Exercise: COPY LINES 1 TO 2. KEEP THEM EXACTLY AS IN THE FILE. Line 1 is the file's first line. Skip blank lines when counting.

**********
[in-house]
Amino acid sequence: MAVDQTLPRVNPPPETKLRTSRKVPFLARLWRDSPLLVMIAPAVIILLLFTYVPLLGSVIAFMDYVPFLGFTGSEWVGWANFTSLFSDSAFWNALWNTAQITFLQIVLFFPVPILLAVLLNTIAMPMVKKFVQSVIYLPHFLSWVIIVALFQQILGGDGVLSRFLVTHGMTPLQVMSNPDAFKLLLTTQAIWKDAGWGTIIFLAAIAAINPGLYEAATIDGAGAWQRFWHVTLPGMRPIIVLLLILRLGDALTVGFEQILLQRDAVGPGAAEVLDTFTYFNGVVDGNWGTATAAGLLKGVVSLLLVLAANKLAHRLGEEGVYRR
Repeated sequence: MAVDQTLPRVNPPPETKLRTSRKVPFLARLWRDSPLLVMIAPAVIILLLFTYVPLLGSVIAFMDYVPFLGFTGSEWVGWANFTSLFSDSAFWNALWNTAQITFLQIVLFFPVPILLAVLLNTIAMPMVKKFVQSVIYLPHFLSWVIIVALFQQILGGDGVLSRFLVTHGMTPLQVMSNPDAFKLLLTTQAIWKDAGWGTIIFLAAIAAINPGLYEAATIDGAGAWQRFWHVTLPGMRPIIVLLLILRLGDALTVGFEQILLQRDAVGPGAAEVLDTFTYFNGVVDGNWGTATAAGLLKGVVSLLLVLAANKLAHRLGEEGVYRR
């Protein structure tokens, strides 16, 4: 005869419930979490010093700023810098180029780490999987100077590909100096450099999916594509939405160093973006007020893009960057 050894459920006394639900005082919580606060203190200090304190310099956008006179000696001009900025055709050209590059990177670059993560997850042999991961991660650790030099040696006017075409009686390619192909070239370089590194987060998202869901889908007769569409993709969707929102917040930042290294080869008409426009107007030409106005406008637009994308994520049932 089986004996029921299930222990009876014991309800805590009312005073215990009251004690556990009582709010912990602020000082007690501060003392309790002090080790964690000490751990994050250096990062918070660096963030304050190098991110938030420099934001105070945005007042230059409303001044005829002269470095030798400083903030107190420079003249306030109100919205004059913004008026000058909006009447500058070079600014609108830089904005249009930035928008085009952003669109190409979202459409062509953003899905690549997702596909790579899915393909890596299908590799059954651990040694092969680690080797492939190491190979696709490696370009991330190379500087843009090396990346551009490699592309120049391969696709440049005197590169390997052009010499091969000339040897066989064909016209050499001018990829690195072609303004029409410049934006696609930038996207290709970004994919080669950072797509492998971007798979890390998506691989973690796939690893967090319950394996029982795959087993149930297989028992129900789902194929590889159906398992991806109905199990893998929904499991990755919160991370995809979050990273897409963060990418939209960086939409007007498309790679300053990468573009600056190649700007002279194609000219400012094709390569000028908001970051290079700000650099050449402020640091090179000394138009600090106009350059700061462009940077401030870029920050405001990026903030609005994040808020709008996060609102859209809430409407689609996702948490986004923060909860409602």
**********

[in-house]
Amino acid sequence: MAVDQTLPRVNPPPETKLRTSRKVPFLARLWRDSPLLVMIAPAVIILLLFTYVPLLGSVIAFMDYVPFLGFTGSEWVGWANFTSLFSDSAFWNALWNTAQITFLQIVLFFPVPILLAVLLNTIAMPMVKKFVQSVIYLPHFLSWVIIVALFQQILGGDGVLSRFLVTHGMTPLQVMSNPDAFKLLLTTQAIWKDAGWGTIIFLAAIAAINPGLYEAATIDGAGAWQRFWHVTLPGMRPIIVLLLILRLGDALTVGFEQILLQRDAVGPGAAEVLDTFTYFNGVVDGNWGTATAAGLLKGVVSLLLVLAANKLAHRLGEEGVYRR